He always had the attitude the government was trying to get him ... He's a very intelligent man but he couldn't get in the mainstream and hold a job, Smallwood said. He's not a beast. He needed help a long time ago and never got it.
More information will certainly be forthcoming throughout the week, but media reports and blogging analyses have zoomed in on Adkisson's professed hatred of liberals while ignoring his economic dislocation and his statements signaling a larger social-psychological alienation. Yet, I'd argue it's unwise to generalize from this one case, to impugn the entire conservative establishment as "out to kill" left-wingers.

Continue reading "Lone Madman Used to Smear GOP" »

The Far Left's Attack on Direct Democracy

I'm not always a big fan of the initiative process, one of the mechanisms of direct democracy. For the most part, at least in California, the measures have been taken over by the moneyed interests, exactly the opposite of what the Progressive reformers had in mind a century ago.

Yet, there's a majoritarianism to initiatives that's hard to dismiss, and in recent years conservatives have been able to beat back the excesses of the postmodern rights movement with popular revolts from the ballot box.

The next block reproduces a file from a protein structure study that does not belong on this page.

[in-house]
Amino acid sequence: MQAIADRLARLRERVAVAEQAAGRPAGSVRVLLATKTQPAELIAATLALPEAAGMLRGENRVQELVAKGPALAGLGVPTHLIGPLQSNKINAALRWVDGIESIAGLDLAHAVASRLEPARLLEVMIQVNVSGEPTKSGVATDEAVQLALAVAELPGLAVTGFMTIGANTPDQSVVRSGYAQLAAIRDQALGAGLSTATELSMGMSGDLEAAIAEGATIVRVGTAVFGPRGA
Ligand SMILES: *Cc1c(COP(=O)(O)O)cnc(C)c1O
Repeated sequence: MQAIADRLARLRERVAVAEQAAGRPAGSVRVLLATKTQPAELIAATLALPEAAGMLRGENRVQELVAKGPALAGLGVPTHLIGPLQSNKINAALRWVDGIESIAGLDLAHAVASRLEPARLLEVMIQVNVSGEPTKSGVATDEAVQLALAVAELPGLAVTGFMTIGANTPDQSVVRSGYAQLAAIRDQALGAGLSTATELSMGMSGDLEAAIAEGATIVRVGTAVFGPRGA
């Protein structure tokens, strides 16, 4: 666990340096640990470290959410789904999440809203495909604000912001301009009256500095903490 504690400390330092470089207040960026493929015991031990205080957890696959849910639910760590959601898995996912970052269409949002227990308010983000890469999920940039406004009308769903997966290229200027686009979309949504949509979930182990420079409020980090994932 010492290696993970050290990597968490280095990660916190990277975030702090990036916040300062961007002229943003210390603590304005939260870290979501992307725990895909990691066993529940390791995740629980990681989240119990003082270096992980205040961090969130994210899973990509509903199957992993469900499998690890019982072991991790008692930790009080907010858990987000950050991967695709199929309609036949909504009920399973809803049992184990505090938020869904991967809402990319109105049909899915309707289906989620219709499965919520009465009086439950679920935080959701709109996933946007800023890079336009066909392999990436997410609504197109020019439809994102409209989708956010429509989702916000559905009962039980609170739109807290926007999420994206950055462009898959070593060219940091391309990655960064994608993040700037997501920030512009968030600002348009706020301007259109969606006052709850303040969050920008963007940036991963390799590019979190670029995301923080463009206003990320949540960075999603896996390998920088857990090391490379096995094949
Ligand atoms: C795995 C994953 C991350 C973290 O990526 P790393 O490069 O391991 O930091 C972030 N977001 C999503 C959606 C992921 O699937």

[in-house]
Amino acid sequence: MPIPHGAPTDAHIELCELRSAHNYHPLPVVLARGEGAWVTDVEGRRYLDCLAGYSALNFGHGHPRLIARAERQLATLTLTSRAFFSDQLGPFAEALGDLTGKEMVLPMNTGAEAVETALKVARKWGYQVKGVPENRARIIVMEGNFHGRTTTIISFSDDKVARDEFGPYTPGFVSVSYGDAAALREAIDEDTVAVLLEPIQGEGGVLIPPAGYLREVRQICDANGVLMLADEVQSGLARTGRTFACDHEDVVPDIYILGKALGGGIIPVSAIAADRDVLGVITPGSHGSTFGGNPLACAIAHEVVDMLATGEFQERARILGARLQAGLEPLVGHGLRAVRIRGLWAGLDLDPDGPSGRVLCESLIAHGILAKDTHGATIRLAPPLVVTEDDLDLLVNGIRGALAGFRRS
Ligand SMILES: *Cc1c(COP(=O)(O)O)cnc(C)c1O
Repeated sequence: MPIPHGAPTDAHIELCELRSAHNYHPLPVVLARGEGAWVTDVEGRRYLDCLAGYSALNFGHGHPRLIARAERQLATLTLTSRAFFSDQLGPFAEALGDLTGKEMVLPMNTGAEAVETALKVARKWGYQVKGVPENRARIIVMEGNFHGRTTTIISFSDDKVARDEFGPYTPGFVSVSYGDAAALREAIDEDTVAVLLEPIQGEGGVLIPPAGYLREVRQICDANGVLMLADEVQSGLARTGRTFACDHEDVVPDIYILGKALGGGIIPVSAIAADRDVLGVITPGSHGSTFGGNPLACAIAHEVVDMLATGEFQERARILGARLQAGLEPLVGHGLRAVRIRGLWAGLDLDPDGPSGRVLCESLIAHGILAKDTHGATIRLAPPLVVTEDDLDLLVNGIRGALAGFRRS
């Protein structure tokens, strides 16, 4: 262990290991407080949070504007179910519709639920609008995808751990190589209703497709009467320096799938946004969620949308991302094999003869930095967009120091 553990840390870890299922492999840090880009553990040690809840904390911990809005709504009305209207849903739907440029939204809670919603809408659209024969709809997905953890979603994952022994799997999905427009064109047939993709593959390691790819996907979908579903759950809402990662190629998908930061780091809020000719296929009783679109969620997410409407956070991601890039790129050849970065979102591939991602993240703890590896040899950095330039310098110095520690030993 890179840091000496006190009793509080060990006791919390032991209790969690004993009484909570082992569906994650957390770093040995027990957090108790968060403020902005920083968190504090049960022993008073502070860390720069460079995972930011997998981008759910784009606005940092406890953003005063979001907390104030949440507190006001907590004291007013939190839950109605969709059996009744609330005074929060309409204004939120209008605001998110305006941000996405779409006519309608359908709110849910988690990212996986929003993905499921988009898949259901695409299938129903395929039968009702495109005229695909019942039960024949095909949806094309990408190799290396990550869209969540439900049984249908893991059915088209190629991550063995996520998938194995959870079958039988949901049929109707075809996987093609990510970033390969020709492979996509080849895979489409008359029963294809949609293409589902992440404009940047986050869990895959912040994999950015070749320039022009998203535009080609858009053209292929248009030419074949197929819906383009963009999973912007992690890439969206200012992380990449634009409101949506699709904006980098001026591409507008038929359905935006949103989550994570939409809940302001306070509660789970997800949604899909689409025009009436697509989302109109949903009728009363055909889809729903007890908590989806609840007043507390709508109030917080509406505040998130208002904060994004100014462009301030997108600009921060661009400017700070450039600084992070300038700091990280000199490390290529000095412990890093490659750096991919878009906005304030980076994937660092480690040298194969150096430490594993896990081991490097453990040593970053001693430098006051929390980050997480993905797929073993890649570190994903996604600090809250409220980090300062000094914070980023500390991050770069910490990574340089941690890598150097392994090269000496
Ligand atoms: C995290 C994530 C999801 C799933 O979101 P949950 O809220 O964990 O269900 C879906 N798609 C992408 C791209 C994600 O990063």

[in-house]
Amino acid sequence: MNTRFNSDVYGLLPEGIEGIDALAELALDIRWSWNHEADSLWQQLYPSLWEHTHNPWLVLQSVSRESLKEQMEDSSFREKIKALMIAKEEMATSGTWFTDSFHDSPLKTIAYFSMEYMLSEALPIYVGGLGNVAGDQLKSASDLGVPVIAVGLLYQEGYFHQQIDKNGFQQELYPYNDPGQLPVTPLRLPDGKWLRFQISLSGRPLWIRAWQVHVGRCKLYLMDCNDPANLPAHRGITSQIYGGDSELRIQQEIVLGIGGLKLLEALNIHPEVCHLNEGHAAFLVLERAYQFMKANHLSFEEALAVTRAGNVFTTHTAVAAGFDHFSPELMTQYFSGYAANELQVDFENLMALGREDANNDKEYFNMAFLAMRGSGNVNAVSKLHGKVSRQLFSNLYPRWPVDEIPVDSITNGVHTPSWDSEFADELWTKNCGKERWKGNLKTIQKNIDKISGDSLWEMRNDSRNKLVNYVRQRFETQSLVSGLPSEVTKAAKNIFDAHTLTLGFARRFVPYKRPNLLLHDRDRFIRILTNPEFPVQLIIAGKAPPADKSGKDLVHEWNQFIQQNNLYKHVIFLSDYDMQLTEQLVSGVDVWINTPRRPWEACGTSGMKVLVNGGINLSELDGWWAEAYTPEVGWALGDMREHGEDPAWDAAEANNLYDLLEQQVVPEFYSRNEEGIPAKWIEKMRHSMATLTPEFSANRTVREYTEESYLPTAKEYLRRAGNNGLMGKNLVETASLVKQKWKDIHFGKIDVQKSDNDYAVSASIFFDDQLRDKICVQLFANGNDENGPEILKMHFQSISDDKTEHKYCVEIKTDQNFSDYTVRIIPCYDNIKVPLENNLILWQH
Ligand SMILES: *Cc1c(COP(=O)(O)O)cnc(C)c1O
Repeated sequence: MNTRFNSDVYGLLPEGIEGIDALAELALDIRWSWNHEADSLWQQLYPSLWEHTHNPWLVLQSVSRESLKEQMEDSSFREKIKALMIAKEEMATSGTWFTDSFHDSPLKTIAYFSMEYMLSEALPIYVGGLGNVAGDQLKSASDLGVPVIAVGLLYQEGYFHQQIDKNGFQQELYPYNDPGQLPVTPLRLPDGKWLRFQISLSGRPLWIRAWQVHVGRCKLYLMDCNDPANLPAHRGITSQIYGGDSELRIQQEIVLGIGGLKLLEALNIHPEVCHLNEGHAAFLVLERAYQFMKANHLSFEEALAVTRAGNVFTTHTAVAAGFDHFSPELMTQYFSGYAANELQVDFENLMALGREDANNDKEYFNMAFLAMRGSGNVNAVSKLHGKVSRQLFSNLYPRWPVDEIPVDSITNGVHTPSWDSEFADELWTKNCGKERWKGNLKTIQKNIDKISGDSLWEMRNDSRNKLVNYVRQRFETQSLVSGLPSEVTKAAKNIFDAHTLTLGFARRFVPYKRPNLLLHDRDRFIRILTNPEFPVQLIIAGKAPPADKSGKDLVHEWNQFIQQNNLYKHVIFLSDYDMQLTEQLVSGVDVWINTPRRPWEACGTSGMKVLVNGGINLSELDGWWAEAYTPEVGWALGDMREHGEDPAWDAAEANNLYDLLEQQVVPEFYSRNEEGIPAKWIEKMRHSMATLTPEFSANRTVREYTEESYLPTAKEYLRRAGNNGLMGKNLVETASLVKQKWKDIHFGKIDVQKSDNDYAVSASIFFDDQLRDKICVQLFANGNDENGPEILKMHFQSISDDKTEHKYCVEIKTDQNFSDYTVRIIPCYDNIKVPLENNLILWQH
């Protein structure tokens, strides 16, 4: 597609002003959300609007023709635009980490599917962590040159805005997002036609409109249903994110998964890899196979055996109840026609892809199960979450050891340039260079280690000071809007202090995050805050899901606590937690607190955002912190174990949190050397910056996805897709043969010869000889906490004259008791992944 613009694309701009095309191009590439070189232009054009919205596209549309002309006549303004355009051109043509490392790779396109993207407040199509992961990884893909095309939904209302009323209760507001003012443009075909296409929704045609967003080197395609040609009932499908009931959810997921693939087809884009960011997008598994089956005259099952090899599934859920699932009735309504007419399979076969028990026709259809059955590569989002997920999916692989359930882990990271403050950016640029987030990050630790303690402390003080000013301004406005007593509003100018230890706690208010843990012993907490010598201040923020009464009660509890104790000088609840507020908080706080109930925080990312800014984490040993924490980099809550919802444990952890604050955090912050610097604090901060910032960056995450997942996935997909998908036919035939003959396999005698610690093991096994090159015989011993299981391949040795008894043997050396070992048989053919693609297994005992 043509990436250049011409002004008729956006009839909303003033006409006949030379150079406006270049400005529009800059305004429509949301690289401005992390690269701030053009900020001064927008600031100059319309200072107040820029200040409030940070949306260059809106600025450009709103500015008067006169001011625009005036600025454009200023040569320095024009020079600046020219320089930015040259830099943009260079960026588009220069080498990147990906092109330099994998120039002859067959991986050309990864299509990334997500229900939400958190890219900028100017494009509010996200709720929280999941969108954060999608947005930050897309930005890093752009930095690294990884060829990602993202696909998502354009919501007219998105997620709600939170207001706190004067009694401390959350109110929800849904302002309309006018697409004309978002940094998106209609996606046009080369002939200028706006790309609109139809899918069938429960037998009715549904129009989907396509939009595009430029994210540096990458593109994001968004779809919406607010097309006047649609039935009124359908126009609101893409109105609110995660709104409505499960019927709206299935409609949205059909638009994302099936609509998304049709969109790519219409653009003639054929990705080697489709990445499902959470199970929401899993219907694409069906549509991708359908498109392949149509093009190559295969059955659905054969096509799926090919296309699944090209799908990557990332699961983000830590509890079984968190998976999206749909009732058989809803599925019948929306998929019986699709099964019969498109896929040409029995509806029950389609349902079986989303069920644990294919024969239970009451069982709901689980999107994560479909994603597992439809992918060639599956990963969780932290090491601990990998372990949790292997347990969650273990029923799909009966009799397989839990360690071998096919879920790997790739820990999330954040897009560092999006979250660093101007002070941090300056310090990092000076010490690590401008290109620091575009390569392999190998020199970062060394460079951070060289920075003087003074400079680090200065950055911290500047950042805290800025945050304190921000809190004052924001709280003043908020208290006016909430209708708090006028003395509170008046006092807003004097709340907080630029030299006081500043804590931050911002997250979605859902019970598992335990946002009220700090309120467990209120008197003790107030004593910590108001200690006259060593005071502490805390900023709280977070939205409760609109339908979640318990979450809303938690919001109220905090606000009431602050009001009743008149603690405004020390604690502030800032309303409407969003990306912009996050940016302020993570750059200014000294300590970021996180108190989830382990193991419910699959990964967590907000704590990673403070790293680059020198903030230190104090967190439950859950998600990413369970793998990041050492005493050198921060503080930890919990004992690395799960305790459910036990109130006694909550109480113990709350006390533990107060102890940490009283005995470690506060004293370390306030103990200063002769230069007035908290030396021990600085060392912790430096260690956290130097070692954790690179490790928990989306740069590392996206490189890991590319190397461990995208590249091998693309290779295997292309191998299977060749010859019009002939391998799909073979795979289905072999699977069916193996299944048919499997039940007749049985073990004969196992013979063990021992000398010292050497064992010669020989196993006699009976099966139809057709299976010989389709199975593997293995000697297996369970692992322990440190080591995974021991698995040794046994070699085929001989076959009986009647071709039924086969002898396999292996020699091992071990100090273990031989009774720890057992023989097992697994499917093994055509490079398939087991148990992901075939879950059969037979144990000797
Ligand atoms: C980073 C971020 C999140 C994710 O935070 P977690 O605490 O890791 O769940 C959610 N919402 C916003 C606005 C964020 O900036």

It's no surprise then, that entrenched minority special interests would work to thwart the will of the voters by abusing the signature petition process by which intiatives qualify for the ballot. John Fund has the story:

The initiative is a reform born out of the Progressive Era, when there was general agreement that powerful interests had too much influence over legislators. It was adopted by most states in the Midwest and West, including Ohio and California. It was largely rejected by Eastern states, which were dominated by political machines, and in the South, where Jim Crow legislators feared giving more power to ordinary people.

But more power to ordinary people remains unpopular in some quarters, and nothing illustrates the war on the initiative more than the reaction to Ward Connerly's measures to ban racial quotas and preferences. The former University of California regent has convinced three liberal states -- California, Washington and Michigan -- to approve race-neutral government policies in public hiring, contracting and university admissions. He also prodded Florida lawmakers into passing such a law. This year his American Civil Rights Institute (ACRI) aimed to make the ballot in five more states. But thanks to strong-arm tactics, the initiative has only made the ballot in Arizona, Colorado and Nebraska.